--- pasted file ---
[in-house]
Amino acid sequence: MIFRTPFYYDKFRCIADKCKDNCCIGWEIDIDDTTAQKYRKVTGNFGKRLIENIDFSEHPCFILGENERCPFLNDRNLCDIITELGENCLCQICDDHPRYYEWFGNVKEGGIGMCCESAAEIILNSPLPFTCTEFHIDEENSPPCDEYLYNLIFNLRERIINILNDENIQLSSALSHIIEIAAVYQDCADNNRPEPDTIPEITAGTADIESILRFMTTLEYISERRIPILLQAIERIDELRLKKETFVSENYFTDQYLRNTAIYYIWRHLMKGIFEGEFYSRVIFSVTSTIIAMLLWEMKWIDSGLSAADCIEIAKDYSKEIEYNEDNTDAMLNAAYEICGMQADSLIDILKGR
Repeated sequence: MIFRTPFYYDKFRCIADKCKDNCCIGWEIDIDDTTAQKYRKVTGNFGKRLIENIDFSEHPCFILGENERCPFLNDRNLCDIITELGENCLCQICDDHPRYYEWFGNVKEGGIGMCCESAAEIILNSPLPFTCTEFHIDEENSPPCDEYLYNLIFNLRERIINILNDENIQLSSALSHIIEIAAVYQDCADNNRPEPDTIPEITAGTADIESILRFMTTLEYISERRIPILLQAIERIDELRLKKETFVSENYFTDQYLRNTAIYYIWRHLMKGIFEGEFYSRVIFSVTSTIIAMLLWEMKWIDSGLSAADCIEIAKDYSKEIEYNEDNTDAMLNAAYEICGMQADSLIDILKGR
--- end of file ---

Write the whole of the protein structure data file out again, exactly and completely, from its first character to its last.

[in-house]
Amino acid sequence: MIFRTPFYYDKFRCIADKCKDNCCIGWEIDIDDTTAQKYRKVTGNFGKRLIENIDFSEHPCFILGENERCPFLNDRNLCDIITELGENCLCQICDDHPRYYEWFGNVKEGGIGMCCESAAEIILNSPLPFTCTEFHIDEENSPPCDEYLYNLIFNLRERIINILNDENIQLSSALSHIIEIAAVYQDCADNNRPEPDTIPEITAGTADIESILRFMTTLEYISERRIPILLQAIERIDELRLKKETFVSENYFTDQYLRNTAIYYIWRHLMKGIFEGEFYSRVIFSVTSTIIAMLLWEMKWIDSGLSAADCIEIAKDYSKEIEYNEDNTDAMLNAAYEICGMQADSLIDILKGR
Repeated sequence: MIFRTPFYYDKFRCIADKCKDNCCIGWEIDIDDTTAQKYRKVTGNFGKRLIENIDFSEHPCFILGENERCPFLNDRNLCDIITELGENCLCQICDDHPRYYEWFGNVKEGGIGMCCESAAEIILNSPLPFTCTEFHIDEENSPPCDEYLYNLIFNLRERIINILNDENIQLSSALSHIIEIAAVYQDCADNNRPEPDTIPEITAGTADIESILRFMTTLEYISERRIPILLQAIERIDELRLKKETFVSENYFTDQYLRNTAIYYIWRHLMKGIFEGEFYSRVIFSVTSTIIAMLLWEMKWIDSGLSAADCIEIAKDYSKEIEYNEDNTDAMLNAAYEICGMQADSLIDILKGR